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Polaris RZR fire injury claims continue to mount as these recreational off-highway vehicles (“ROV”) have ongoing issues with catching fire.  As noted in the September 19, Idaho Statesman recently near Weiser Idaho a Polaris RZR fire led to the death of a 23 year-old passenger and serious burn injuries to the 52-year-old owner and driver. The fire and loss of life was also the lead story in this New York Times article “The Polaris RZR, an Off-Road Thrill That Can Go up In Flames.”  Its not even the first major Polaris ROV-related fire incident in Idaho.  A Polaris is also believed to have caused a major Idaho wildfire.

The dangers presented by the Polaris RZR’s continue.  Risk of fire has led Polaris to recall about 600,000 vehicles over the last 13 years.  Over half of the recalls were in 2016 and 2017. But the risks to consumers continue, on June 6, 2017 Polaris issued a stop ride because of a fire Hazard on 2019 RZR XP Turbos.

If you have suffered an injury because of a Polaris vehicle catching fire, the lawyers of Hepworth Holzer, LLP are here with the experience, resources and know-how to help you.

Polaris RZR Fires Have Been a Long Ongoing Risk For Recreationists.

Polaris RZR’s have been recalled repeatedly because of fire hazards. For example, some 53,000 Polaris RZR ROVs were recalled in 2015 with multiple reports of fuel line leaks causing fires.  These included both RZR 900 and 1000 models with reports of burn injuries.  These units catch fire easily when there is a fuel leak anywhere near the motor housing or frame. The leaking fuel line may catch on fire, posing serious burn hazards.

In 2018, the Consumer Product Safety Commission (CPSC) issued a record $27.25 million civil penalty against Polaris for failing to report in a timely manner overheating problems and fires caused by its Ranger and RZR all-terrain vehicles. The CPSC found Polaris knew RZR models for 2013-16 catch fire. It stated Polaris received reports of 150 fires.  One of those RZR fires resulted in the death of a child.

Polaris RZR Fires Kill and Maim People.

The Idaho case of the Polaris fire death is much like one from September 2017 in California.  Paige Richmond was a passenger in a 2017 Polaris RZR riding through California’s Inyo National Forest.  The vehicle became engulfed in flames.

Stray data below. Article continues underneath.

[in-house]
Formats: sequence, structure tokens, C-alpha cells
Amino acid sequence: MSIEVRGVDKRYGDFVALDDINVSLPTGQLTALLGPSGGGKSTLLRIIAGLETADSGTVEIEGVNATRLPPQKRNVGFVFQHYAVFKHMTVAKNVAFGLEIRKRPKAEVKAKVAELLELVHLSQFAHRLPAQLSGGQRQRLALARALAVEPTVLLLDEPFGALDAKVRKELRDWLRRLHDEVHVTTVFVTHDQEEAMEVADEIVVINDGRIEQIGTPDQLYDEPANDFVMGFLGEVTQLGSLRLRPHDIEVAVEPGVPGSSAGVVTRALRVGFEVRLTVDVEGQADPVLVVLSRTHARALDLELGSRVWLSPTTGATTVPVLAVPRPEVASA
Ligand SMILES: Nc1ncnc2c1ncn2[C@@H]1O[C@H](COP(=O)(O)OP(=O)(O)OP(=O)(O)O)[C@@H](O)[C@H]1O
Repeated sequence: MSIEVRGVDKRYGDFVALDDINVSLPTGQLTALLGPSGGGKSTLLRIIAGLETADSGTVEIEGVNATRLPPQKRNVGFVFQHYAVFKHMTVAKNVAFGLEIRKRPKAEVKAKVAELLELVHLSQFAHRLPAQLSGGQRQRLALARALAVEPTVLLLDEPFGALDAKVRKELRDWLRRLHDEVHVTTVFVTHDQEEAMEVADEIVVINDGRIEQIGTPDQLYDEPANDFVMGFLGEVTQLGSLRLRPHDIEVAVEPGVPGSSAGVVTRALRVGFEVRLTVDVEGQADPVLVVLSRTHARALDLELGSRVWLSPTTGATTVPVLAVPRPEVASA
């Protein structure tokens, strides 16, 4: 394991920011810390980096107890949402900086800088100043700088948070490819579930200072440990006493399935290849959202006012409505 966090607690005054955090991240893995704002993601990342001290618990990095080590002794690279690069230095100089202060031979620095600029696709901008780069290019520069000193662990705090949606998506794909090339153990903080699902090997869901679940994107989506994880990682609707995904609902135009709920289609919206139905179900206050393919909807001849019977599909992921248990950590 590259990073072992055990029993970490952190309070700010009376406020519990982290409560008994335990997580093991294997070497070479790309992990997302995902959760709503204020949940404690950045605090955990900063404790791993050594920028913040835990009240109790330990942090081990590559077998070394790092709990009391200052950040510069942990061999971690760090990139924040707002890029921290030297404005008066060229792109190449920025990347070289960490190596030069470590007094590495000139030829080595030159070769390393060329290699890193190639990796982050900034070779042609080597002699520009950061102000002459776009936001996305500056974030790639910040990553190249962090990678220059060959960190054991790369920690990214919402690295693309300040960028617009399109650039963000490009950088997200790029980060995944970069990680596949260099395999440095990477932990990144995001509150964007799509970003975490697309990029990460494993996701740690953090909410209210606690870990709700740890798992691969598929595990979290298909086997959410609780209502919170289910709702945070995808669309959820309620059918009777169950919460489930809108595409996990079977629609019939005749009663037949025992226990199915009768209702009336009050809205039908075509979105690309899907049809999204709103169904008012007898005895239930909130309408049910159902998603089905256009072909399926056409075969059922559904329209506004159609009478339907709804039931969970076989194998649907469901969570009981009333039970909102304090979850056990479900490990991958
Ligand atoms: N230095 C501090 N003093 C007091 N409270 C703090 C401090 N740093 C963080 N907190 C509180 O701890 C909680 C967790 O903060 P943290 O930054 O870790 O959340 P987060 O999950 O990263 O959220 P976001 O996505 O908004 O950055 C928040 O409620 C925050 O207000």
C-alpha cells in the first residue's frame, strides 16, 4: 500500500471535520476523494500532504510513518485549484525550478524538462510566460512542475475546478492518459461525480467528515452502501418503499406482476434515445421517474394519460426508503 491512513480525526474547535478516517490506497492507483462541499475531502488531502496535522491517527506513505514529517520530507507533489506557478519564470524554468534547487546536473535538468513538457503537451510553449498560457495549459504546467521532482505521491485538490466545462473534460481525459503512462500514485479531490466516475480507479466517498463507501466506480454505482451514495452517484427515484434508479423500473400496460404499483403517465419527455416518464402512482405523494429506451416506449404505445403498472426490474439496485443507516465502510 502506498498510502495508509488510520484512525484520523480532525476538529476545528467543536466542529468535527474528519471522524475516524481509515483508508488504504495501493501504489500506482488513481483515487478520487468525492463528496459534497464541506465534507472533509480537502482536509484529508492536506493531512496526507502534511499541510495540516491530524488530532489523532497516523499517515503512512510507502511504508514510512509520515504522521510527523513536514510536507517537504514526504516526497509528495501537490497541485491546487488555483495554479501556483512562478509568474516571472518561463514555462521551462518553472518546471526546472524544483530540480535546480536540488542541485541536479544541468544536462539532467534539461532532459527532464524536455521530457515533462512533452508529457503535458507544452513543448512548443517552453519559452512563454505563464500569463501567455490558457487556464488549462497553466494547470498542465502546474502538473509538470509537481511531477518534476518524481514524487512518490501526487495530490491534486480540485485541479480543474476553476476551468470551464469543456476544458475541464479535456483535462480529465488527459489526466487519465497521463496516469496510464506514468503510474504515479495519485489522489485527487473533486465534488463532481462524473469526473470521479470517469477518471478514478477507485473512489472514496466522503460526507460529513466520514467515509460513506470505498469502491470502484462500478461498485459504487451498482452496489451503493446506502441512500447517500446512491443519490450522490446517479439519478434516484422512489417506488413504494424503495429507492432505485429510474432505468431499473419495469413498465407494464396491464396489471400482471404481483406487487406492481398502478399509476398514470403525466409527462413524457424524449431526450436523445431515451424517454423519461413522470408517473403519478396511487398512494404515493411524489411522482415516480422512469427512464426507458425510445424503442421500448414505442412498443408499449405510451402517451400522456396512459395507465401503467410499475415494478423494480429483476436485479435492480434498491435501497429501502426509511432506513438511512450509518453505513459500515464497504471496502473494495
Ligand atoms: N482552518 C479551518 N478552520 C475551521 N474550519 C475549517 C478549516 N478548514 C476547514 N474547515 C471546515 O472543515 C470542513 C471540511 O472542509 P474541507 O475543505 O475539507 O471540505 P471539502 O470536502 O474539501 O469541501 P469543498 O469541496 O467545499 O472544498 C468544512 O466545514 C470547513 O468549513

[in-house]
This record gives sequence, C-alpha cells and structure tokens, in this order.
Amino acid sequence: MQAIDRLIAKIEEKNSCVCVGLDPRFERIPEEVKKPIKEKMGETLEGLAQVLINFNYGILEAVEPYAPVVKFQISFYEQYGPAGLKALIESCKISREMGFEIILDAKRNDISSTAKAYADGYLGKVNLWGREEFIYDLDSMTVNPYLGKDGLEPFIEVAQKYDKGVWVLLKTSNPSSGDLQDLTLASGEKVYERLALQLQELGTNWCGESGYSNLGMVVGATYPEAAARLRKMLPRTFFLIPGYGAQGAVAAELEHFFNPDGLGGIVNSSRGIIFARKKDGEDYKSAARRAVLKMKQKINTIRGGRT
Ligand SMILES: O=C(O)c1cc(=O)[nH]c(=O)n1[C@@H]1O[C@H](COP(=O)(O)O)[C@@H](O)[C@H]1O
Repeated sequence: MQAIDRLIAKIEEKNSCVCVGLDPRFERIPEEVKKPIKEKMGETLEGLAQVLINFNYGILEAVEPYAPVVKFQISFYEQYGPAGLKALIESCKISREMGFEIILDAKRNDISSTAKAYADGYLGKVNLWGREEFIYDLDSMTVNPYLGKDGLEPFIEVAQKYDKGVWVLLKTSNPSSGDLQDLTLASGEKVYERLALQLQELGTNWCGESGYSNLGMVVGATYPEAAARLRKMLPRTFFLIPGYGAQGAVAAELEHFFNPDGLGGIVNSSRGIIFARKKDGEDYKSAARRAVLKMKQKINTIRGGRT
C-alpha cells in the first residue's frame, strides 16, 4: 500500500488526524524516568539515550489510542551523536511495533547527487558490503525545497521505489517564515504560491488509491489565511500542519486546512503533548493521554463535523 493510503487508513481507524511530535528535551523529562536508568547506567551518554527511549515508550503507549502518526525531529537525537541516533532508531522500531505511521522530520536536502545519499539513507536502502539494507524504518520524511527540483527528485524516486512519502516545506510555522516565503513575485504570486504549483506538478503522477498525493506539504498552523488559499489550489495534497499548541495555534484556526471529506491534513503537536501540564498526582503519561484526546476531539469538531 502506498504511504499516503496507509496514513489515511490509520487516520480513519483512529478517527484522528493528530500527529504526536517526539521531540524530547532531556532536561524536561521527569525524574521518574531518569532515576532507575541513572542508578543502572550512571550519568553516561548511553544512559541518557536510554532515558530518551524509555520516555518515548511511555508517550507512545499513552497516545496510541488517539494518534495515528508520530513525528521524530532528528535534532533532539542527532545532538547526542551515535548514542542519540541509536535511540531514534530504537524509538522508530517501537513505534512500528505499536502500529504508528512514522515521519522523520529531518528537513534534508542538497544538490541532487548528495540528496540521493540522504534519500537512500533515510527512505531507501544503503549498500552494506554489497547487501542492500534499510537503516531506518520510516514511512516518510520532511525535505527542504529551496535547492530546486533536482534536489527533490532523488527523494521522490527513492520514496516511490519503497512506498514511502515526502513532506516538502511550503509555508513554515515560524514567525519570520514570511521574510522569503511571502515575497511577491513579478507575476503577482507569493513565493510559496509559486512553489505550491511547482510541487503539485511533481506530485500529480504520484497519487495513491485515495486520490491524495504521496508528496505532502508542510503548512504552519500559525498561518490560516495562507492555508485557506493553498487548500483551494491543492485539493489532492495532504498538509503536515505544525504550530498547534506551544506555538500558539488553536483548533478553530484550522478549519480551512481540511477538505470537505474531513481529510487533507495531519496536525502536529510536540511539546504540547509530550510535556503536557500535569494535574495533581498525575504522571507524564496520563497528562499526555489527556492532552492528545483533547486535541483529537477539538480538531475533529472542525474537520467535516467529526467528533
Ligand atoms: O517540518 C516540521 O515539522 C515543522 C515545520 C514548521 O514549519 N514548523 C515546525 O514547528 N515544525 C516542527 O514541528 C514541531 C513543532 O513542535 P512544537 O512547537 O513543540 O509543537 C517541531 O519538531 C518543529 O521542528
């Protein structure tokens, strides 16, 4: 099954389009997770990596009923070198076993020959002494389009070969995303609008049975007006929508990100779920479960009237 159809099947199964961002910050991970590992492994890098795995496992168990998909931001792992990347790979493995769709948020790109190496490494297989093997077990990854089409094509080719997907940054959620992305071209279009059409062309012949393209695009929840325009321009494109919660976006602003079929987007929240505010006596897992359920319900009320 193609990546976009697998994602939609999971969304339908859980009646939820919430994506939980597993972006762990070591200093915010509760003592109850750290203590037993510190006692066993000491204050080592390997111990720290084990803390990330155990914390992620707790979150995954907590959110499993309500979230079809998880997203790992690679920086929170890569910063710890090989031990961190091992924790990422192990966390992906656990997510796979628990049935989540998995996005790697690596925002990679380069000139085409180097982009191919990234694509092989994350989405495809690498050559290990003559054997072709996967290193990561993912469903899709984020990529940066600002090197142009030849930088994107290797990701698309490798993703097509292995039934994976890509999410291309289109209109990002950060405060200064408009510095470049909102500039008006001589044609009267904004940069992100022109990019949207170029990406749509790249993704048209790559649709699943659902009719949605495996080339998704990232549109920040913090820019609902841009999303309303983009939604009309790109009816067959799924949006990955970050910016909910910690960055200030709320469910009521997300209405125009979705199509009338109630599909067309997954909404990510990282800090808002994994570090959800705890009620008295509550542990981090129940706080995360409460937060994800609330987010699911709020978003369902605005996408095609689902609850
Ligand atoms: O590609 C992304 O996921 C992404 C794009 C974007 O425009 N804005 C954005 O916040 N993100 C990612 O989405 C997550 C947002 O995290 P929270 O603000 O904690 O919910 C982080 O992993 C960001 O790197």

The driver and a front passenger got out. A fellow back seat passenger escaped with serious burns.  Richmond couldn’t get herself out.  The driver finally got her out.  She suffered burns over 65% of her body and after months of suffering succumbed to the burn injuries.

Many others have died in these fire incidents. People like Baylee Hoaldridge a 15-year-old.  She was burned in July 2015, after a Polaris RZR in which she was a passenger tipped over and caught fire. Similarly Destiny Dixon and Deborah Swann, women from Arizona, burned to death when their Polaris Ranger tipped over in September 2016 in Utah.

Keylee Latham was maimed by a Polaris fire.  As described in her lawsuit she was “riding  in  the  back seat  of  the  Polaris  Ranger  behind  the right front passenger seat.”  She was one of 4 people “taking trash to a dumpster located adjacent to the property they were visiting,” When “the Polaris Ranger took a left turn from a gravel road and subsequently tipped over onto its right side.  This trapped Kaylee “underneath the vehicle and roll bar. Shortly thereafter, leaking gasoline caught fire under and around the rear seat of the Polaris Ranger and also on the ground where [she] was pinned and unable to move.”  More than 60% of her body was covered in 3rd and 4th degree burns.  She eventually had part of her right leg and her left foot amputated.

It Is Not Just The Polaris RZR That Presents Fire Risk, Its Other Products Are Dangerous As Well.

Polaris describes the reason for these incidents and recalls is “thermal hazards.”  That is a corporate euphemism for the extreme dangers its products present to consumers.  Its not just RZRs that burn. Many of its products do so including Rangers, Turbos, Generals, Slingshots, and snowmobiles.  Polaris’ builds vehicles in the United States, Mexico and Taiwan. There are multiple causes of the fires, various recall notices mention things like leaking fuel lines and tanks, overheating engines and inadequate heat shields.

Call Us To Learn About Our Team Of Polaris RZR Fire Lawyers and Experts

Our award-winning injury attorneys understand the complexities of this type of products liability litigation.  If you have suffered an injury because of a Polaris vehicle catching fire, the lawyers of Hepworth Holzer, LLP are here with the experience, resources and know-how to help you.